Santiago Vidal / Getty

Last week, NASA announced that scientists were preparing to reveal “an exciting new discovery” about the moon—something significant for future astronaut missions to the lunar surface. The space agency was otherwise light on details, and speculation swelled. Had NASA found aliens? Is the moon haunted? Is it actually made of cake? “What a tease!!” Chris Evans, Captain America himself, cried. “Just Tell Us the Moon News!” The Cut wailed. After months of isolation, illness, and unnatural disasters, the prospect of yet another surprise made people panic a little.

The news is finally out today, and everyone can calm down. The moon is fine.

The discovery is not as earth-shattering—or rather, moon-shattering—as the hype suggested: Scientists have detected the presence of water in sunlit parts of the moon’s surface. See? It’s fine.

Scientists already knew that there’s water on the moon. In the past decade, spacecraft missions have detected evidence of frozen water at the moon’s poles and water-like molecules clinging to minerals on its surface. Like Earth, the moon likely acquired most of its water early on, by way of rocky asteroids bearing frozen water. The impacts scattered water ice across the lunar surface, and some particles  drifted across the regolith and settled in perpetually dark spots, such as craters and even a boulder’s shadow. Away from the shadows, a chemical reaction between lunar soil and sunlight produces hydroxyl, a close relative of the water molecule.

To a planetary scientist, discovering a new source of water does indeed count as major moon news. Scientists have never before detected the signature of molecular water—real, bona fide H2O—in a region that receives sunlight. Until now, scientists didn’t think water could survive in sunlit spots. “We thought that it would be lost” to space, says Casey Honniball, a postdoctoral fellow at NASA’s Goddard Space Flight Center and the new study’s lead researcher. The scientists suspect that the water resides among grains on the lunar surface or within glass beads, the delicate remnants of surface-melting meteor impacts.

This discovery also could help NASA build its case for a visit to the moon. The Trump administration has directed the space agency to send astronauts to the moon by 2024 under the Artemis program, named after the sister of Apollo. (The choice has a double purpose: This mission will be a sibling to the Apollo moon missions of the 1960s and ’70s, and, NASA promises, will feature the first woman to walk on the moon.) But members of Congress haven’t decided to fund the White House’s billion-dollar moon ambitions, and the NASA administrator, Jim Bridenstine, has spent more than a year trying to sell them on the moon’s potential. Future spacefarers, Bridenstine often says, could mine deposits of water ice and use it in the life-support systems of their moon bases.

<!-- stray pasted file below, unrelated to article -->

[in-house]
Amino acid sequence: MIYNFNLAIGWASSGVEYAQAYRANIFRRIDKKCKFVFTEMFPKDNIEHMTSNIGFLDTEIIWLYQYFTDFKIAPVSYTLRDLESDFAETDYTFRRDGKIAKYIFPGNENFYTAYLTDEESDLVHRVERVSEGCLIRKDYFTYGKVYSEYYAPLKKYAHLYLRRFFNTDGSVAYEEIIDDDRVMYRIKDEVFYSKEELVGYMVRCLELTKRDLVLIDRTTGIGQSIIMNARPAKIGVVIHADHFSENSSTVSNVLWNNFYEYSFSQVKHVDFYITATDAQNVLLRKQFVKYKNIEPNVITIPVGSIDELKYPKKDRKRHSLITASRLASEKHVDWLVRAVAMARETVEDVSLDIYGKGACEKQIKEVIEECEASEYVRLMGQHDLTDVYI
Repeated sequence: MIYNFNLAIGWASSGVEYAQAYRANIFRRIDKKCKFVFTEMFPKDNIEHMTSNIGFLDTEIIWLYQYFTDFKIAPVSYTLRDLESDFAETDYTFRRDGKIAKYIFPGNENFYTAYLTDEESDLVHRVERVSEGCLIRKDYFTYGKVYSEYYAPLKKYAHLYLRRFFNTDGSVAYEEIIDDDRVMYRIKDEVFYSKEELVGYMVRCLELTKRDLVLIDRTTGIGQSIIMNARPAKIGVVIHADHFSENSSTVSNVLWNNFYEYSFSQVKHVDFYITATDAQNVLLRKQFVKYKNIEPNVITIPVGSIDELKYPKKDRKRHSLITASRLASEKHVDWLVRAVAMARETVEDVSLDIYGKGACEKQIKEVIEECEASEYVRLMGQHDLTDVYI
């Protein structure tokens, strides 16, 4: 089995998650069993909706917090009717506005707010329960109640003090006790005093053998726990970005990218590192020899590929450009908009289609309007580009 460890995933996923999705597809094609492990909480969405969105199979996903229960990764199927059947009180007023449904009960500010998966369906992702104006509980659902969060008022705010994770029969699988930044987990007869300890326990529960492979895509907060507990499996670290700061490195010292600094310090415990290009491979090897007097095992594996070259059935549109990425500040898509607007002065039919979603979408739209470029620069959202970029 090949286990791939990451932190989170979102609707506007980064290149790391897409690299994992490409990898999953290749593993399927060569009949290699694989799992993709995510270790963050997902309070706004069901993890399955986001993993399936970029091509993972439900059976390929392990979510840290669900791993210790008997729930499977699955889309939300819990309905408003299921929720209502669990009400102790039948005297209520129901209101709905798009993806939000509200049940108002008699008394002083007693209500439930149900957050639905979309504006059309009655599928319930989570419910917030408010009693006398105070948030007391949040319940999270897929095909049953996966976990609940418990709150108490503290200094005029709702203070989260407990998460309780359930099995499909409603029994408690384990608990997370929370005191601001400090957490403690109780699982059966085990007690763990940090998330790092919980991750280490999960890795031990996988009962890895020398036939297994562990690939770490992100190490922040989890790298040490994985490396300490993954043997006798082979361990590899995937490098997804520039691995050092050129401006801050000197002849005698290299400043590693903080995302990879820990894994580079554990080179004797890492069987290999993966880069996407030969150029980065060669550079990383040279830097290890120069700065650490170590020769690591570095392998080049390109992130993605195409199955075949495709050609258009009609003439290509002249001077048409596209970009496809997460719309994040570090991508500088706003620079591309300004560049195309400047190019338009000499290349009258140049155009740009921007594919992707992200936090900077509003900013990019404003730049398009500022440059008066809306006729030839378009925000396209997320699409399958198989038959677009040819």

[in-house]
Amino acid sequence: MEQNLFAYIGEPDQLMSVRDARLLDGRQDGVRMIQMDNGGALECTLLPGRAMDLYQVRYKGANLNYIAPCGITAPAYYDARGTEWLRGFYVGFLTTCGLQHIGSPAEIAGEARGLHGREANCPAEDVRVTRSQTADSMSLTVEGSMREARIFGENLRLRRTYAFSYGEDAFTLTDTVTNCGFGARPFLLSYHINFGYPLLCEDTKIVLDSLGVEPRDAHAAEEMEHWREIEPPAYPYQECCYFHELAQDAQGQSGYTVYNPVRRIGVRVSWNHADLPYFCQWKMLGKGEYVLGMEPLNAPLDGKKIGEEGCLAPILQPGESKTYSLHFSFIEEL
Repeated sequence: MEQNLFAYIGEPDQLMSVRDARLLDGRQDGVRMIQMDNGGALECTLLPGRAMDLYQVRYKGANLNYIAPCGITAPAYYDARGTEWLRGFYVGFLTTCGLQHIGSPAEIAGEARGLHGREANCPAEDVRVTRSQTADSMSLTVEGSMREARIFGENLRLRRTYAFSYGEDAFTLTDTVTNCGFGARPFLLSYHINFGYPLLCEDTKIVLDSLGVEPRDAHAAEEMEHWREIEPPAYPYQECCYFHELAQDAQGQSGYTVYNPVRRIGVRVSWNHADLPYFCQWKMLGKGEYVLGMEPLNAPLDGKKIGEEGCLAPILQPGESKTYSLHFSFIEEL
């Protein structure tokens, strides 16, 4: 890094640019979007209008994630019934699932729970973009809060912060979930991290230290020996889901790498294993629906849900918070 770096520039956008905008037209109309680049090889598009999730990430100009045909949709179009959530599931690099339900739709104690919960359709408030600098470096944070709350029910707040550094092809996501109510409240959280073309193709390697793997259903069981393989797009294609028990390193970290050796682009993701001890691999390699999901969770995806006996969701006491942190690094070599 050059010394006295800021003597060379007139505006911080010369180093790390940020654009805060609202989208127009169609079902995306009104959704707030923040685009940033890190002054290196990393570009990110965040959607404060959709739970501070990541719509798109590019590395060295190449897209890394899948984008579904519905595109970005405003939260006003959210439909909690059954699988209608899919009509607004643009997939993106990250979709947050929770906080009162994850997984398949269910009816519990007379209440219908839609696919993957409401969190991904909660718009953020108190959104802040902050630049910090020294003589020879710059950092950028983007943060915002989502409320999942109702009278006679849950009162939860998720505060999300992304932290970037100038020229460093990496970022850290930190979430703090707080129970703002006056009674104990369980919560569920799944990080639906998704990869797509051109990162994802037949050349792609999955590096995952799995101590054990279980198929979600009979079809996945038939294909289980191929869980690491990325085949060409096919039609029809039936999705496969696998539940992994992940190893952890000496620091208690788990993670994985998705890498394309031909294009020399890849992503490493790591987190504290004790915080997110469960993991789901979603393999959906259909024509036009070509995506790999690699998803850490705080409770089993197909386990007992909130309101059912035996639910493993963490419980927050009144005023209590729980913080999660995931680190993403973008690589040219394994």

Honniball and her colleagues’ discovery might make that job easier. If water turn outs to be widespread in sunlit areas, astronauts might not have to trudge into the unforgiving, darkened craters of the moon’s poles to excavate the frozen H2O there, and instead could target the water molecules at higher, warmer latitudes. But this future is speculative; no one knows how much water the moon actually has, whether frozen or suspended in glass, and moon-mining technology is still in blueprints.

Tapping water on another world so close to home is a tantalizing prospect. And although we’re spoiled with it here on Earth, water isn’t as special as our little oasis in the cosmos might suggest. Many of this solar system’s prime destinations have water, in one form or another. Mars has salty lakes beneath its surface. Europa, a moon of Jupiter, and Enceladus, a moon of Saturn, have underground oceans, possibly even tiny forms of life. Pluto probably has a hidden ocean, too. Even Mercury, the closest planet to the sun, keeps a supply of water ice in eternally shadowed craters at its poles. And hints of water vapor have been detected more than 100 light-years away from Earth, on a planet astronomers can only daydream about.

Perhaps in 2019, or what is wistfully known as the Before Times, a cryptic NASA announcement about an important discovery might have prompted a different reaction. The suggestion of aliens would have come up, of course, but most of the public likely would have met the prospect of moon news with equanimity or dreaminess in place of slight panic. Like taking a hike or walking through autumnal city streets, contemplating the wonders of the universe can help soothe the mind, or at least distract it for a while.

But in 2020, the unrelenting pace of bad news has curdled our reactions toward potentially lovely surprises into dread. We have been conditioned to expect the worst. Live this long in a heightened state of anxiety, and the smallest sound can make you jump. The unknown, especially NASA’s dreamy brand of the unknown, is particularly unnerving, because it seems to promise yet another disruptive event that could cleave our collective memory, drawing another line between the time we viewed the world one way and a time when that vision no longer applied.

But that hasn’t happened. We have simply learned something new about our moon. Earth can go on spinning, and the moon along with it. At a time when so many things aren’t fine, it is a comfort to be reminded of something that is.

We want to hear what you think about this article. Submit a letter to the editor or write to letters@theatlantic.com.